Two Busby residents sentenced to prison for meth trafficking, firearm crimes on Northern Cheyenne Indian Reservation
BILLINGS—A Louisiana man who admitted illegally having a firearm after confessing to shooting a mule deer buck in the Baker area was sentenced today to 15 months in prison and to three years of supervised release, U.S. Attorney Kurt Alme said.
Matthew Stephen Hays, 32, of Rayville, LA, pleaded guilty in November to prohibited person in possession of a firearm.
U.S. District Judge Susan P. Watters presided.
The prosecution said in court documents that Hays was convicted of felony theft of a firearm in Louisiana in 2014. In January 2019, Montana Department of Fish, Wildlife and Parks wardens were investigating reports of deer poaching in eastern Montana. While on Sheep Mountain Road, the wardens saw a small pickup truck, heard four shots and saw the truck drive away. The wardens drove to where the truck had stopped and found a mule deer buck thrashing in sage brush about 150 yards from the road. The wardens hiked to the animal and found it dead from several gunshot wounds.
Four days later, one of the wardens saw in a Baker parking lot a truck matching the description of the truck that had been seen on Sheep Mountain Road. There were deer antlers in the back of the pickup and a rifle and several boxes of ammunition in the back seat of the cab. Hays emerged from a nearby store and walked to the truck. He confessed to the warden that he shot mule deer buck with his .22-caliber rifle. During a search of the truck, the warden recovered a .22-caliber rifle and a second firearm. Hay also told the warden he had a prior felony conviction.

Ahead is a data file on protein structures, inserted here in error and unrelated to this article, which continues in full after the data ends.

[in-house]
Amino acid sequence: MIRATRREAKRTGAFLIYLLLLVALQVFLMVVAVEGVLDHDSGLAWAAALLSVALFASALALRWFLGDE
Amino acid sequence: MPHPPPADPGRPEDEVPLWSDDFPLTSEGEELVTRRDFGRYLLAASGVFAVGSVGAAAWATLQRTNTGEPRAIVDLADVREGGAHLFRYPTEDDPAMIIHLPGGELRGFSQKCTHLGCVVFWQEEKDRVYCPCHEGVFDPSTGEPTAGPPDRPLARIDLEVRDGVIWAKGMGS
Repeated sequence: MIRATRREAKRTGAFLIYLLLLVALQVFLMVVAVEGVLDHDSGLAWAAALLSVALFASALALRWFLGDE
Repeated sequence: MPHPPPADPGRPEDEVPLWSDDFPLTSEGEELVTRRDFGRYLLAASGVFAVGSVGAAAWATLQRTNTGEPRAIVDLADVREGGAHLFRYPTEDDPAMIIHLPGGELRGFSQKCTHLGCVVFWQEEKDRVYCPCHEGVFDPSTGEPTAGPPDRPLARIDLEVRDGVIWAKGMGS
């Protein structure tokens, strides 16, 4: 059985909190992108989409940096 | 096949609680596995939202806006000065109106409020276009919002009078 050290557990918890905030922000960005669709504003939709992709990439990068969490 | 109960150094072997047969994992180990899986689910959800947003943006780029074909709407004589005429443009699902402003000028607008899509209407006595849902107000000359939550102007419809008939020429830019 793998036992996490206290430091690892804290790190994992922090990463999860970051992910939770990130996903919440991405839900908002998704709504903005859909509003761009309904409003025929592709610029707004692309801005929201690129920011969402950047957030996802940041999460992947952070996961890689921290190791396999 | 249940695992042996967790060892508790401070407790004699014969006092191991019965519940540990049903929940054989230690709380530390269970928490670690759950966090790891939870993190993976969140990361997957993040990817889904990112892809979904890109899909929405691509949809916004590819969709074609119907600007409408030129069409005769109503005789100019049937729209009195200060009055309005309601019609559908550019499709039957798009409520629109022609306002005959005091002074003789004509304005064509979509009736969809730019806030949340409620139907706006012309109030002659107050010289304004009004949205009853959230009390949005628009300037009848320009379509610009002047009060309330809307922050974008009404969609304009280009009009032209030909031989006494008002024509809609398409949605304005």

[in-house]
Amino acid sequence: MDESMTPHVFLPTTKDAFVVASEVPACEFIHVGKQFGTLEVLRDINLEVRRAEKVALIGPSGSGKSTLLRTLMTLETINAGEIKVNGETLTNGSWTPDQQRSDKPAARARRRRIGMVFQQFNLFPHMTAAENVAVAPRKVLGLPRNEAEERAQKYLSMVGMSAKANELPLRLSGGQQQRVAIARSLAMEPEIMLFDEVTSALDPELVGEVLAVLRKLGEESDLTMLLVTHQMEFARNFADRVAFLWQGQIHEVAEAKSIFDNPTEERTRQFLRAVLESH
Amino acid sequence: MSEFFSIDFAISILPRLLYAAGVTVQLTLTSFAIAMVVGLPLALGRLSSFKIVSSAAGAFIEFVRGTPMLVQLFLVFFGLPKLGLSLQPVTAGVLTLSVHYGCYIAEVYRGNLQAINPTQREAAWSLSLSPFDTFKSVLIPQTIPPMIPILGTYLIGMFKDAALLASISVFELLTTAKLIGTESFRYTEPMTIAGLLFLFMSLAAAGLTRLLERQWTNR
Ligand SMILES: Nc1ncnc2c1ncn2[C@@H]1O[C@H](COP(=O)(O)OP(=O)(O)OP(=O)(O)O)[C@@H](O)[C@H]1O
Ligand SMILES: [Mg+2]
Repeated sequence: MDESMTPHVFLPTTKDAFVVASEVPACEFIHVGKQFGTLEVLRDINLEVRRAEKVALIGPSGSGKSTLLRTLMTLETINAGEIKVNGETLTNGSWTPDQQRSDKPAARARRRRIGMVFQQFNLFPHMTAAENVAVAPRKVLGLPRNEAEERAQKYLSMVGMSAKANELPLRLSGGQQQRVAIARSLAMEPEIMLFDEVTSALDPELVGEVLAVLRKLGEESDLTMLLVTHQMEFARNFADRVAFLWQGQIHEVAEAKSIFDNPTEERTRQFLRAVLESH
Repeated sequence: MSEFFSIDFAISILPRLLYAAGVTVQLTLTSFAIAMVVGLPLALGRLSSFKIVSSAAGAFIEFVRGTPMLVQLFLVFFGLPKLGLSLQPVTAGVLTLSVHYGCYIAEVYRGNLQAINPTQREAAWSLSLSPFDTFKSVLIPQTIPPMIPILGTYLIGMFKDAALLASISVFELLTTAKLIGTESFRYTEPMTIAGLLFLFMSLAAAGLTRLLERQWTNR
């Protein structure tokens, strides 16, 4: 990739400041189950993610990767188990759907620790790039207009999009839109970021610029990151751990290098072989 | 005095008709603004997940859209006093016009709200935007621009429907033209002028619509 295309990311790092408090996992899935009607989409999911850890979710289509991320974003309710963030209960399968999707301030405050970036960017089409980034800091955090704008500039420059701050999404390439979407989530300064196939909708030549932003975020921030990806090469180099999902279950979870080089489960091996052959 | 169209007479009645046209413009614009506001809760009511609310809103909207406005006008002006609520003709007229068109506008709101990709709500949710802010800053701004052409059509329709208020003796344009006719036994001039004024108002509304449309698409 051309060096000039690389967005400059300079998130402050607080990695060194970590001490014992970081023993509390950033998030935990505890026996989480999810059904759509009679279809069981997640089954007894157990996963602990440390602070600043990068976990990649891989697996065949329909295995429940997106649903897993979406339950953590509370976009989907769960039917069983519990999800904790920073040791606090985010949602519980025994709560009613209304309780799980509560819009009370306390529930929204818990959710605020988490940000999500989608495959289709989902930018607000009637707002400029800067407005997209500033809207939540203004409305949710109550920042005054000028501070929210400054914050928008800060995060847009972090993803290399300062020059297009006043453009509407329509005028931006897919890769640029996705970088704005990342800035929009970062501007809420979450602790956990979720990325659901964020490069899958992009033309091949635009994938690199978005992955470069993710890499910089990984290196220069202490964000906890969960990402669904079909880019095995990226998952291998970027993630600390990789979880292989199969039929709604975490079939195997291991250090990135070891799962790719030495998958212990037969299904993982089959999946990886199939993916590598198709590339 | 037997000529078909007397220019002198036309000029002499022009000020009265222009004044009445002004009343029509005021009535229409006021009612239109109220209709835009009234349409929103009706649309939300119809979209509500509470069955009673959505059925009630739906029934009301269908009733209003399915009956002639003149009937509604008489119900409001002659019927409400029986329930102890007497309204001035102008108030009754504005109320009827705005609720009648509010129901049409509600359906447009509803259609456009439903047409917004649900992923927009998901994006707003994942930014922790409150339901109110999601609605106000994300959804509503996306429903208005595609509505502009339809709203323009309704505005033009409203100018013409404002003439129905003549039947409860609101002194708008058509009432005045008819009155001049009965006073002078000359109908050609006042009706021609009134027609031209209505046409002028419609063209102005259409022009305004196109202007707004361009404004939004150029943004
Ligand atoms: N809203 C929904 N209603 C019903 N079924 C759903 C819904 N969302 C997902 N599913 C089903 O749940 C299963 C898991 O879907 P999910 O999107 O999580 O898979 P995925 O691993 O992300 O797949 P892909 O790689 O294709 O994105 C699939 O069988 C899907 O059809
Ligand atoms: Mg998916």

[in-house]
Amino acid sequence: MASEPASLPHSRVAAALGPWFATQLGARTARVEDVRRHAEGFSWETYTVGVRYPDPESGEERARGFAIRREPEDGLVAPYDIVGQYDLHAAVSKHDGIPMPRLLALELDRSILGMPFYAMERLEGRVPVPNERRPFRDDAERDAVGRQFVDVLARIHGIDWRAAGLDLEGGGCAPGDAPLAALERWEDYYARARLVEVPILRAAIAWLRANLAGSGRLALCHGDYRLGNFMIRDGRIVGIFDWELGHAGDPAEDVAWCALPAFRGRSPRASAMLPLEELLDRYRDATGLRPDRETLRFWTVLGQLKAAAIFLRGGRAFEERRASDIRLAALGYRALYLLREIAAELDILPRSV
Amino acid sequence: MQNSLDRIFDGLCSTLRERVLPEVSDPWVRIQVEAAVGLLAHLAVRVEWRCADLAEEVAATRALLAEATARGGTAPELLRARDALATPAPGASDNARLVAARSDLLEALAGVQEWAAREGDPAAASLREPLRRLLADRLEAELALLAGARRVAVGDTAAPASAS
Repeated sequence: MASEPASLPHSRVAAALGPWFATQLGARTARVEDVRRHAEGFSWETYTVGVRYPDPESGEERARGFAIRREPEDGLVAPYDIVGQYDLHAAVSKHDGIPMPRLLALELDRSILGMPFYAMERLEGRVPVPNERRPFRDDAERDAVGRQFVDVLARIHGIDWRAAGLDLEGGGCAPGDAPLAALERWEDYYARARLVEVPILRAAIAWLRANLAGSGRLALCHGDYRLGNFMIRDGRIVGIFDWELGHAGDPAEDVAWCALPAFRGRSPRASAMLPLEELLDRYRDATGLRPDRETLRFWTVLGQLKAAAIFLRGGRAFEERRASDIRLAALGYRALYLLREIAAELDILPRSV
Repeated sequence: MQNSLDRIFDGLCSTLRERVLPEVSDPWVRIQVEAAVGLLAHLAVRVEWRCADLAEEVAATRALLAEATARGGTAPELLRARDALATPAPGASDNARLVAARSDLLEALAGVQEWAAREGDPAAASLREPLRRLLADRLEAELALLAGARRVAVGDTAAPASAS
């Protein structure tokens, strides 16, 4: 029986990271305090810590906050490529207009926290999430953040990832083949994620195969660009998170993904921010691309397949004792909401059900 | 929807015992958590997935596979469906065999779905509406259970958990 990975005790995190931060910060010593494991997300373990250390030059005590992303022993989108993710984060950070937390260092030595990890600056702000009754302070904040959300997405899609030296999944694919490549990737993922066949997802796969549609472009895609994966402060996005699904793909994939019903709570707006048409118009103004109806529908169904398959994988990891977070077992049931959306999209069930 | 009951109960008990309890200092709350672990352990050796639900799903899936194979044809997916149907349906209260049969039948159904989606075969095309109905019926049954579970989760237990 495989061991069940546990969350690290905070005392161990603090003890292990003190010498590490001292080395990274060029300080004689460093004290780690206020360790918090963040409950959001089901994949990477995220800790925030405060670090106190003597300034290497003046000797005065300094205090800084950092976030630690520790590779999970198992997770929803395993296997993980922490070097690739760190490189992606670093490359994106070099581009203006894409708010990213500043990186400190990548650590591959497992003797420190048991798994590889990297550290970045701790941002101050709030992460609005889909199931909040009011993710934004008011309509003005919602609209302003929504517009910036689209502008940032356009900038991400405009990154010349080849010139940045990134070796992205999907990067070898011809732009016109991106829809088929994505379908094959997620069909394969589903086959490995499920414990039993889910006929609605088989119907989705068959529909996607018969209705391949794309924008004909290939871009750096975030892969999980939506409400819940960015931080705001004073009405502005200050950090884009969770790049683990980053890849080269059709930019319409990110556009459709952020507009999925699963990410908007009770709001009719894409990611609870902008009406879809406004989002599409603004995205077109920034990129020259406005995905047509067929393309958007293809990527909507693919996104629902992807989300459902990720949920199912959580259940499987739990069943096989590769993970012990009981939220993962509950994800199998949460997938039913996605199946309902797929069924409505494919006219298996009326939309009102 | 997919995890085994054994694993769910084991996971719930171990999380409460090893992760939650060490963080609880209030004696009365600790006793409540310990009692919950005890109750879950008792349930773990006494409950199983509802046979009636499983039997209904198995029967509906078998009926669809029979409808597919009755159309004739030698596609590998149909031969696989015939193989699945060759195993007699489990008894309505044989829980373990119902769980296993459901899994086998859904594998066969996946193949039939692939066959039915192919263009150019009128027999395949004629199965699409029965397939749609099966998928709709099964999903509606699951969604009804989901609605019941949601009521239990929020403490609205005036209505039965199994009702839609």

Assistant U.S. Attorney Karla Painter prosecuted the case, which was investigated by the Bureau of Alcohol, Tobacco, Firearms and Explosives.
This case is part of Project Guardian, the U.S. Department of Justice’s recent initiative to reduce gun violence and enforce federal firearms laws, and Project Safe Neighborhoods, the USDOJ’s initiative to reduce violent crime. According to the FBI’s Uniform Crime Reports, violent crime in Montana increased by 36% from 2013 through 2018. Through these initiatives, federal, tribal, state and local law enforcement partners in Montana focus on violent crime driven by methamphetamine trafficking, armed robbers, firearms offenses and violent offenders with outstanding warrants.
Clair Johnson Howard
Public Information Officer